The philosophies of three major Jewish personalities lie at the heart of this Haggadah. Rabbi Abraham Isaac Kook, Rabbi Joseph B. Soloveitchik, and Rabbi Shlomo Carlebach believed that the Jewish people have a critical role to play in demonstrating and sharing a unique way of life with the world. As Jews, we share in the universal historical experience of mankind and therefore must contribute to the benefit of all humanity.
The artwork on the cover of this Haggadah depicts three concentric circles of human endeavor as uniquely taught by these spiritual giants, moving outward from the individual to the collective whole. At the center lies the importance of the individual. Each Jew is to forge his or her path and engage in a life dedicated to the ideals and mitzvot of the Torah. Second, beyond our individual concerns, we are also called on to develop and thrive as a nation. Finally, there is a third sphere which takes us beyond our individual and national concerns; we are called upon to take a unique place in inspiring the world, praying for, and working towards the Redemption of all humanity.
Offering a fresh and original look at the Seder night, this Passover Haggadah is a unique compilation of the teachings of Rav Kook, Rabbi Soloveitchik, and Reb Carlebach. Together with discussion questions and contemporary insights, this Haggadah powerfully engages the reader on the most compelling and memorable night of the year – The Night That Unites.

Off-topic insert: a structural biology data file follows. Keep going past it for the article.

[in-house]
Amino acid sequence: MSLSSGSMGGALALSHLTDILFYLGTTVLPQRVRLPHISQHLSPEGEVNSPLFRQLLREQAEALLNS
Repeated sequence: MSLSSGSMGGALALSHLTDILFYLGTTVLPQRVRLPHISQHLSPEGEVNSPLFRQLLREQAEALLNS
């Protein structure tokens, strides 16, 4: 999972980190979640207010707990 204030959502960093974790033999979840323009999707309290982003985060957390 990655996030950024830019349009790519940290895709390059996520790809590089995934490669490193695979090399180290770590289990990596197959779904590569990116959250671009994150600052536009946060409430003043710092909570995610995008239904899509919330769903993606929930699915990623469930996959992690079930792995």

Rabbi Abraham Isaac Kook (1865–1935), the first Ashkenazi Chief Rabbi of pre-State Israel, is recognized as being one of the most important Jewish thinkers of all time. Living at a time when the return of Jews to the Land of Israel was becoming a new reality, Rav Kook made the Land a central point of his life and of his teachings. Rav Kook had a deep and intense love for every Jew as well as for the entire world. As a Talmudic scholar, mystic, poet, original thinker, and saintly person, Rav Kook had a profound impact on the Jewish world.
Rabbi Joseph B. Soloveitchik (1903–1993) arrived in America at a time when traditional Judaism was seen as passé and antiquated. With his profound teachings, “The Rav,” as he was affectionately known by his many students, succeeded in revealing the nobility, intellectual rigor, and relevance of the Torah, Talmud, and other sacred Jewish texts. He educated not only many rabbis, but also doctors, lawyers, and businessmen to become genuinely learned Jews. His contributions have been vital to the dynamic resurgence of Judaism in America.
Rabbi Shlomo Carlebach (1925–1994) emerged on the American scene after the Holocaust, at a time when Judaism felt outdated and heavy for many. Reb Shlomo taught the classic teachings, stories, and customs of the Hassidic world and its great masters, giving them a new language and spirit that touched the modern Jew. Reb Shlomo lovingly saw the holiness in each and every individual, believing that deep within each person is a pure soul that can never be blemished.
Aaron Goldscheider has served as a synagogue rabbi for 20 years and received his rabbinic ordination from Yeshiva University.
I fully agree with the insightful analysis of my colleague, Rabbi Jack Riemer, who writes: So this is, at least in my opinion, the best new haggadah of the year, and I recommend that you bring it to your table on seder night. It is the next best thing to having three of the giants of Jewish life sitting there with you.
This review originally appeared on Jewish Media Review